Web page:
Saturday, 12 August 2017

Nazi Party Rally Grounds - Nuremberg

The Nazi party rally grounds (Reichsparteitagsgelände) covered about 11 square kilometres in the southeast of Nuremberg, Germany. Between 1933 and 1938 six Nazi Party rallies were held there. Nuremberg was called the "City of the Reichsparteitage (Reich Party Congresses)" by Hitler in 1933.  The Party Congresses (Reichsparteitage) were a self-portrayal of the NS-state and the purpose was to demonstrate the unity of the nation.

The Kongresshalle and Zeppelinfeld have been under monument protection since 1973. The Zeppelinfeld was designed by Hitler's architect Albert Speer, and the Congress Hall was designed by Ludwig and Franz Ruff. Nowadays the whole site is a memorial, and parts are used as the Norisring motor racing track.

The Congress Hall (Kongresshalle) is the biggest preserved national socialist monumental building and is landmarked. It was designed by local architects Ludwig and Franz Ruff. It was intended to serve as a congress centre for the NSDAP with a self-supporting roof and should have provided 50,000 seats. It marked the entrance of the rally grounds.

The building reached a height of 39 m  (a height of 70 m was planned) and a diameter of 250 m. The design is inspired by the Coliseum in Rome. The foundation stone was laid in 1935, but the building remained unfinished and without a roof. The building with an outline of an "U" ends with two head-buildings.  Since 2001, the Dokumentationszentrum Reichsparteitagselande (Documentation Centre Nazi Party Rally Grounds) has been located in the Northern wing. In the Southern wind is the Nuremberg Symphony Orchestra.

We visited after looking around the Documentation Centre Museum. There wasn't an awful lot to see but sheer size of the place and its resemblance to the Coliseum was impressive.

The Zeppelinfeld is located east of the Great Road. This was our next destination. It consists of a large grandstand 360 metres wide and a smaller stand. It was one of Albert Speer's first works for the Nazi party. It was constructed between 1934 and 1938. Up to 200,000 people could attend the site.

The grandstand is famous as being the building that had the swastika blown from the top in 1945, after Germany's fall in World War II. The name "Zeppelinfeld" or "Zeppelinwiese" comes from the event in August 1909 when Ferdinand Graf von Zeppelin landed with one of his airships (LZ6) in this location.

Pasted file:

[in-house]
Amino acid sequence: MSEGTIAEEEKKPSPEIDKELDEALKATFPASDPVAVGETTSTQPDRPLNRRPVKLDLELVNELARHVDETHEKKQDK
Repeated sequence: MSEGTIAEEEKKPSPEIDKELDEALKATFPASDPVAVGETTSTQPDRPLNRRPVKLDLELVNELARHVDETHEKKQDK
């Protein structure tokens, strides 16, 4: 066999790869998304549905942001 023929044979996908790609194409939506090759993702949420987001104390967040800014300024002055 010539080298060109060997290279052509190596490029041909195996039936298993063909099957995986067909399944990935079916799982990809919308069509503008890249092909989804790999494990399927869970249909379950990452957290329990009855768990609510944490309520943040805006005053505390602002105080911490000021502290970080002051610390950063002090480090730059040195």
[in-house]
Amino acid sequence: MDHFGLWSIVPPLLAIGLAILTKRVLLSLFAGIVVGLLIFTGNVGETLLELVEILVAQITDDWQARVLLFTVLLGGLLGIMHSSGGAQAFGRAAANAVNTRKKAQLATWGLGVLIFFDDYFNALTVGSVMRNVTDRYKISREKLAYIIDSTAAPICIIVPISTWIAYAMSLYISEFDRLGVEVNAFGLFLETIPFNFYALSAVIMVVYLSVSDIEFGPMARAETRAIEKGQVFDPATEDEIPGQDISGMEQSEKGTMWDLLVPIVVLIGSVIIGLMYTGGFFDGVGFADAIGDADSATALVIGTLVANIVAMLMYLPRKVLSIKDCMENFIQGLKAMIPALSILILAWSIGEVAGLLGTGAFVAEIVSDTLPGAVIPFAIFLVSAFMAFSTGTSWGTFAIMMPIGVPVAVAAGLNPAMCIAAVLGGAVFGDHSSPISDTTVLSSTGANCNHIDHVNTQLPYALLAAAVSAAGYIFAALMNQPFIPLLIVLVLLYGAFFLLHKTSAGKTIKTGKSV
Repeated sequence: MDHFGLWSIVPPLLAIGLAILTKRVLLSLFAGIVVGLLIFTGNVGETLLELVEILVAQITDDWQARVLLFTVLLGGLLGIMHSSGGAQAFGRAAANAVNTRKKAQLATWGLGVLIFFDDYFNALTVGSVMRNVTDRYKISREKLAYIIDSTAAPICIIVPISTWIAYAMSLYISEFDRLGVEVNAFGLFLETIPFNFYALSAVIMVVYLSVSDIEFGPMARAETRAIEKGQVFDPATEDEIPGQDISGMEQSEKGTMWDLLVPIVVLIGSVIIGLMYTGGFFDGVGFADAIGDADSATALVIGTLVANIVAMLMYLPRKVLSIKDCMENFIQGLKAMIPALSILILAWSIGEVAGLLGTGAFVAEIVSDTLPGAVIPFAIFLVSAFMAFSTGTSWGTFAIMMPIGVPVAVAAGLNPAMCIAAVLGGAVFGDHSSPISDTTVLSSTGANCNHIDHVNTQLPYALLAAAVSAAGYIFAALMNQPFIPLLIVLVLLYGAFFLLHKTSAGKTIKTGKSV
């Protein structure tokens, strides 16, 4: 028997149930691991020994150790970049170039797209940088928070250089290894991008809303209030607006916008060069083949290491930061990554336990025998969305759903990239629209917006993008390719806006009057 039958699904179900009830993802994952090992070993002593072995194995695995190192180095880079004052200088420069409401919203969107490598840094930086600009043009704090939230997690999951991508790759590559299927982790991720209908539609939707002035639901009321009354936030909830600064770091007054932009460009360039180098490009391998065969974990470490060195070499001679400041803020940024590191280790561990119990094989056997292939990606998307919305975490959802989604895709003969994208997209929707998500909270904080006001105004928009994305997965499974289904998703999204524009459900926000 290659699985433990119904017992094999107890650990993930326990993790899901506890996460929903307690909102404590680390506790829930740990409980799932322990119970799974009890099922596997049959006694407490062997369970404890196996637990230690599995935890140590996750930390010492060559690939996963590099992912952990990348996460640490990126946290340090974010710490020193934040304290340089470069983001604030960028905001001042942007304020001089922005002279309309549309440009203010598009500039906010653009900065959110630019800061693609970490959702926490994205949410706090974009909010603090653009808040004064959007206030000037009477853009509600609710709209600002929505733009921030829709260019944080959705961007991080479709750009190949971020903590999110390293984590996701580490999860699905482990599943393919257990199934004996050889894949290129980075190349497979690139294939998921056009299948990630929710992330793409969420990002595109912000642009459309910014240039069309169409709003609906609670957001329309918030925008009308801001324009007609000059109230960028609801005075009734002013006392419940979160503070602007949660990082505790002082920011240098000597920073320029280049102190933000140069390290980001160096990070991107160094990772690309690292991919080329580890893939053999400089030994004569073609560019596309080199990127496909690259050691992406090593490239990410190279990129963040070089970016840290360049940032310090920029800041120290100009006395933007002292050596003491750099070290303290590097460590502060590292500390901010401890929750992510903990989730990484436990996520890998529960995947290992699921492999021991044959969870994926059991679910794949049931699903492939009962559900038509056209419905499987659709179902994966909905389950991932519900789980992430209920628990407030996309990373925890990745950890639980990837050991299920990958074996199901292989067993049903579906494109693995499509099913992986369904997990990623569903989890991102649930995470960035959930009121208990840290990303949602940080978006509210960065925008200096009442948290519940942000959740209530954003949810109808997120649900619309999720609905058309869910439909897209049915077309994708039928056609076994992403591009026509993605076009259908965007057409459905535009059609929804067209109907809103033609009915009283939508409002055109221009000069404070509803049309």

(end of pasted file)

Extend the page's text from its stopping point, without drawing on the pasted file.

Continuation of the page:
From 1947 to 1995 the Nurnberg American High School used the field for high school football and American football practice. In the 1970s, the pillars were removed for safety reasons as years of neglect had damaged the structure. The rest of the stand is intact and used as the centerpiece of the Norisring motor racing track. The German leg of the traveling heavy metal festival Monsters of Rock was held here twice during the 1980s. Another part of the grounds is home to a campground.

Since 1973 the Zeppelinfeld has been listed. They are preserved in their current state as a learning location for future generations. In recent years, certain parts had to be blocked off due to falling masonry and unsafe steps due to rainwater seeping in after a gallery of pillars was blasted in 1967. From 2013, the Zeppelinfeld has been worked on to provide safe access and further renovations are planned for the future.

We visited on a hot and humid August afternoon, after visiting the Congresshalle. There were one or two people around but it was pretty quite and peaceful, in stark contrast to its rally days. I will let the photos tell the rest of the story . . .

I really really liked this place. It's quite unique, full of history and quite 'dark' in nature. I couldn't even begin to imagine how it must have felt to be here in the late 1930s and all the feelings of patriotism, hatred and anti-Semitism that would be heavy in the air. Instead, today, the air was simply heavy with the need for a good thunderstorm but it felt peaceful today.

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